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Food Security in Developing Countries: Gender and Spatial Interactions

  • Author / Creator
    Romero Hernandez, Catalina
  • Food security in developing countries is an essential component of welfare. However, the food security of households can be constrained by the lack of access to international markets, gender inequality, weak agricultural policies and institutions, climate change, and poverty. Smallholder farmers living near one another may face similar economic and environmental conditions, but may have different levels of food security. Neighbors can potentially ease economic constraints and promote food security by acting as channels of resources and information. This research estimates three spatial effects on food security: i) a spatial autoregressive effect - how neighbors’ (edges’) food security influence a farmer’s food security; ii) how neighbors’ food security affects differently the food security of men and women; and iii) how the food security of neighbors of the same gender affect their own food security. Our data contains a wide range of food production and consumption information from 1500 households located across seven countries in Africa and Asia. We find that neighbors have a powerful influence on food security, which accounts for an increase of 17% in own food security. This effect is larger for women (49%) than for men (15%). We also find that women benefit more from their female neighbors (68%) than their male counterparts (16%).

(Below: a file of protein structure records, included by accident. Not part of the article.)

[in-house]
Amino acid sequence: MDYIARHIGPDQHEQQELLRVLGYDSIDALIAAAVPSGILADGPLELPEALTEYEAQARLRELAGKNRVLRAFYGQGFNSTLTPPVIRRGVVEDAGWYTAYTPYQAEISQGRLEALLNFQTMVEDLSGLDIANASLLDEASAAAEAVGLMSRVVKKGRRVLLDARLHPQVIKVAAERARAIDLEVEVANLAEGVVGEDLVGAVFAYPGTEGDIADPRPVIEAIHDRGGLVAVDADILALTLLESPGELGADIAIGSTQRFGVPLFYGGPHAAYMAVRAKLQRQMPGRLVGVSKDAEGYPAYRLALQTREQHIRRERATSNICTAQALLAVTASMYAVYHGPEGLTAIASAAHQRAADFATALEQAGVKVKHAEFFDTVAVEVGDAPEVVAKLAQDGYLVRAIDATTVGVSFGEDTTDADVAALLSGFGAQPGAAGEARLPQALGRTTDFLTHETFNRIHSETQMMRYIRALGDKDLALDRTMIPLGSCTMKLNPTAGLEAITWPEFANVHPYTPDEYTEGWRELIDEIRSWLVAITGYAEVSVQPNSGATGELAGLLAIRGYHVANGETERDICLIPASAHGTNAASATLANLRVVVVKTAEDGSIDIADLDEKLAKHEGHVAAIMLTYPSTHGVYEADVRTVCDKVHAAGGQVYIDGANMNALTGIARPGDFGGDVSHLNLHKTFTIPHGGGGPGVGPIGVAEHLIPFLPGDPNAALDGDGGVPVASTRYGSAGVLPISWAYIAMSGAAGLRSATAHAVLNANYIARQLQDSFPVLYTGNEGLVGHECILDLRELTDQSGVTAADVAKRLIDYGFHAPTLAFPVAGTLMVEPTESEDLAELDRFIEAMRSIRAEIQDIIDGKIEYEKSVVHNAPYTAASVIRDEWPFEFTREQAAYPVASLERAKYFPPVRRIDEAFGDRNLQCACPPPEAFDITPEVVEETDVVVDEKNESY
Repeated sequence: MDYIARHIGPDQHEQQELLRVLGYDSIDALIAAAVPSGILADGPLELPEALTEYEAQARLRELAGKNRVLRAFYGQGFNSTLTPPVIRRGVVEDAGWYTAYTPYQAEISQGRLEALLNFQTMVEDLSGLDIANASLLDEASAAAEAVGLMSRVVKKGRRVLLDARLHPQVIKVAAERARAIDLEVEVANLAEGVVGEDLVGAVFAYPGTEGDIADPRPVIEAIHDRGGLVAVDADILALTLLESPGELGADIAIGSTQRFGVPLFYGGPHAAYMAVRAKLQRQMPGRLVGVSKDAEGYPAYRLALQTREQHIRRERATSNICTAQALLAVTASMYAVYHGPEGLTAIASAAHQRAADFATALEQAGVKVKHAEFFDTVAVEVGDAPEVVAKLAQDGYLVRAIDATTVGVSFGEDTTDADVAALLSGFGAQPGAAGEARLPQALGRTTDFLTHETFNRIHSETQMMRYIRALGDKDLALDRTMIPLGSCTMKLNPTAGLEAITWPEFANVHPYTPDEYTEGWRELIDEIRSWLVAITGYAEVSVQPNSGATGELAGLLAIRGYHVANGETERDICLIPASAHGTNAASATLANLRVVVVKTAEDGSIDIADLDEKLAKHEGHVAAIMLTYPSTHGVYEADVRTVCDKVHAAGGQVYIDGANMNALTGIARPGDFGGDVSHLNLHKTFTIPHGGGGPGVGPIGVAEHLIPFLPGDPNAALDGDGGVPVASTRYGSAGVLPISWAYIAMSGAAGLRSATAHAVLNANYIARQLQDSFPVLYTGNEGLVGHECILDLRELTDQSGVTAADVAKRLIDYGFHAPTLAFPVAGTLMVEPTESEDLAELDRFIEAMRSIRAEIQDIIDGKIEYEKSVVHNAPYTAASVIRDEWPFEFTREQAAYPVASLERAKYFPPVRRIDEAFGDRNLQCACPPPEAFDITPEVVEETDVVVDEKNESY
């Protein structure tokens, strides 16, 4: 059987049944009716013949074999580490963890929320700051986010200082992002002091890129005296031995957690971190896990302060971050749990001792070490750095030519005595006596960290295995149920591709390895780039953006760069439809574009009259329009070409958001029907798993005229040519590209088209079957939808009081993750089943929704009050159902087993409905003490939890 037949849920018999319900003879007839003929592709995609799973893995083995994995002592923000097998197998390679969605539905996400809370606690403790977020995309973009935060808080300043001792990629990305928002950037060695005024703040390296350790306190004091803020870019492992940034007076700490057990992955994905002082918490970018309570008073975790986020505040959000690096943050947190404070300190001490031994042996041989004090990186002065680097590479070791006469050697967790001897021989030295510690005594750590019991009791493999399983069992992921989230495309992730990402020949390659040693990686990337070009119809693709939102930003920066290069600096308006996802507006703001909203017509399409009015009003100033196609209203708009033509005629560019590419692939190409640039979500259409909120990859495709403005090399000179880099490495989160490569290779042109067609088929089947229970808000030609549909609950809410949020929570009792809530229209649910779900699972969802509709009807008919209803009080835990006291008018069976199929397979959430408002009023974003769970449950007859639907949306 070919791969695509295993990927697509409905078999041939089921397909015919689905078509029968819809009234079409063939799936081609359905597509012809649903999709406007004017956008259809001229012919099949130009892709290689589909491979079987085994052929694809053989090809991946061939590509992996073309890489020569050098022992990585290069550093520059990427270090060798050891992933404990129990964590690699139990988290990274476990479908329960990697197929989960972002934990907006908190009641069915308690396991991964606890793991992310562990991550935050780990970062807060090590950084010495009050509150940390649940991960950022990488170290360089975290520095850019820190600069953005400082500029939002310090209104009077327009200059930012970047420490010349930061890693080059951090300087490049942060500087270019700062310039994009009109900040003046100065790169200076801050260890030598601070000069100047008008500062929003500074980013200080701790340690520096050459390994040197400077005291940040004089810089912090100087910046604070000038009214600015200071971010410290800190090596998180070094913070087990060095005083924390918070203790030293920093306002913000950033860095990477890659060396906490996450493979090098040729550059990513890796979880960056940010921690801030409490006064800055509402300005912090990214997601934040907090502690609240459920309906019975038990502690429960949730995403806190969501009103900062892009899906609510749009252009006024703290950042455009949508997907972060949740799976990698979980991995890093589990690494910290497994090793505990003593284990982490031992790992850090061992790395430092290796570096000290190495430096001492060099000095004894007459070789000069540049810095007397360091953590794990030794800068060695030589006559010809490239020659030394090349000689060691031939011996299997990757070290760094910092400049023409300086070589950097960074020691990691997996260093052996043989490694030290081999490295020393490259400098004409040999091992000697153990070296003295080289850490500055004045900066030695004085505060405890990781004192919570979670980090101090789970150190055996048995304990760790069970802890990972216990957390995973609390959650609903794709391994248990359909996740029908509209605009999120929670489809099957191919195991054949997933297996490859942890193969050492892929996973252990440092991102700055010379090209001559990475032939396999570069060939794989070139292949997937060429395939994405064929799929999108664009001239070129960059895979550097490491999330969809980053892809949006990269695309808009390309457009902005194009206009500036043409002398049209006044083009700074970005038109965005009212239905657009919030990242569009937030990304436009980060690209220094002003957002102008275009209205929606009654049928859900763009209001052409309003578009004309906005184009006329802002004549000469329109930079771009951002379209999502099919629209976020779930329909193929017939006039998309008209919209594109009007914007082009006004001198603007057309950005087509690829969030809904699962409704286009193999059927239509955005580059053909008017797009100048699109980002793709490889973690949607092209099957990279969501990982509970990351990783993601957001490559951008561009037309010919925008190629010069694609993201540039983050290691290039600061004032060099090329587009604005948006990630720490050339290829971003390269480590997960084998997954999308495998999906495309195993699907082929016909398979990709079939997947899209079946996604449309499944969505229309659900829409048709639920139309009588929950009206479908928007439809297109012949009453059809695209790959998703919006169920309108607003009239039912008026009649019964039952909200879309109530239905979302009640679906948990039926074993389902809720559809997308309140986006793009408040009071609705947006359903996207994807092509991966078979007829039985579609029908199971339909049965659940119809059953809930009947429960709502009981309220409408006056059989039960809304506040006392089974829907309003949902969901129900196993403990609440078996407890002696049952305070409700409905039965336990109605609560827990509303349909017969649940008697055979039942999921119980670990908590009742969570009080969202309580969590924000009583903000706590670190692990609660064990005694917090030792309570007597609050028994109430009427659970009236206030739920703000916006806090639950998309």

• Subjects / Keywords
  • Graduation date
    Fall 2020
  • Type of Item
    Thesis
  • Degree
    Master of Science
  • DOI
    https://doi.org/10.7939/r3-jvg1-4a08
  • License
    Permission is hereby granted to the University of Alberta Libraries to reproduce single copies of this thesis and to lend or sell such copies for private, scholarly or scientific research purposes only. Where the thesis is converted to, or otherwise made available in digital form, the University of Alberta will advise potential users of the thesis of these terms. The author reserves all other publication and other rights in association with the copyright in the thesis and, except as herein before provided, neither the thesis nor any substantial portion thereof may be printed or otherwise reproduced in any material form whatsoever without the author's prior written permission.